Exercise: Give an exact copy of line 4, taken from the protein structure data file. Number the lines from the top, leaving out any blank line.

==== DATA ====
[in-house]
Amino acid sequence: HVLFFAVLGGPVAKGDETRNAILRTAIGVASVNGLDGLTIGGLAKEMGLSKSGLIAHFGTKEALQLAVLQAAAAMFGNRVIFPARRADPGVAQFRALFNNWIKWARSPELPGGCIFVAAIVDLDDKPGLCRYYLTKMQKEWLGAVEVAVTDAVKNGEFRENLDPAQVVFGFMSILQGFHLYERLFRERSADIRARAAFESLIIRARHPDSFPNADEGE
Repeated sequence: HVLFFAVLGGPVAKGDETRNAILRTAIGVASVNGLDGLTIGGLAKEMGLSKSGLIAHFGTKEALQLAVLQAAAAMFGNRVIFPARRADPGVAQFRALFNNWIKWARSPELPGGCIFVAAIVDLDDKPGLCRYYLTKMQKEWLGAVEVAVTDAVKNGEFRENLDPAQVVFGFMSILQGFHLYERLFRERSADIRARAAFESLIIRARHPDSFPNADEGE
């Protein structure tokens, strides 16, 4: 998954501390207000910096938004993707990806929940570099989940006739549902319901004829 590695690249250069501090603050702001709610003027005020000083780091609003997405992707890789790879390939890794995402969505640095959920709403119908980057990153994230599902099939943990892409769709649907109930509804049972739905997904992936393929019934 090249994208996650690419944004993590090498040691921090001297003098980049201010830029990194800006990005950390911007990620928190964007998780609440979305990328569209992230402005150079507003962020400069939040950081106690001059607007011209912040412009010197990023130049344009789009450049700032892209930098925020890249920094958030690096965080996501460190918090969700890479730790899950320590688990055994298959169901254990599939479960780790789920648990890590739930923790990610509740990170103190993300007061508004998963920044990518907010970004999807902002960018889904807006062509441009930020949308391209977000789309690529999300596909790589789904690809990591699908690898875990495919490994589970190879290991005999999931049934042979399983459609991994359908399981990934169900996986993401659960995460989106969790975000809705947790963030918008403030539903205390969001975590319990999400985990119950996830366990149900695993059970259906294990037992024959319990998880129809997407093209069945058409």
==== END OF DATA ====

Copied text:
């Protein structure tokens, strides 16, 4: 998954501390207000910096938004993707990806929940570099989940006739549902319901004829 590695690249250069501090603050702001709610003027005020000083780091609003997405992707890789790879390939890794995402969505640095959920709403119908980057990153994230599902099939943990892409769709649907109930509804049972739905997904992936393929019934 090249994208996650690419944004993590090498040691921090001297003098980049201010830029990194800006990005950390911007990620928190964007998780609440979305990328569209992230402005150079507003962020400069939040950081106690001059607007011209912040412009010197990023130049344009789009450049700032892209930098925020890249920094958030690096965080996501460190918090969700890479730790899950320590688990055994298959169901254990599939479960780790789920648990890590739930923790990610509740990170103190993300007061508004998963920044990518907010970004999807902002960018889904807006062509441009930020949308391209977000789309690529999300596909790589789904690809990591699908690898875990495919490994589970190879290991005999999931049934042979399983459609991994359908399981990934169900996986993401659960995460989106969790975000809705947790963030918008403030539903205390969001975590319990999400985990119950996830366990149900695993059970259906294990037992024959319990998880129809997407093209069945058409």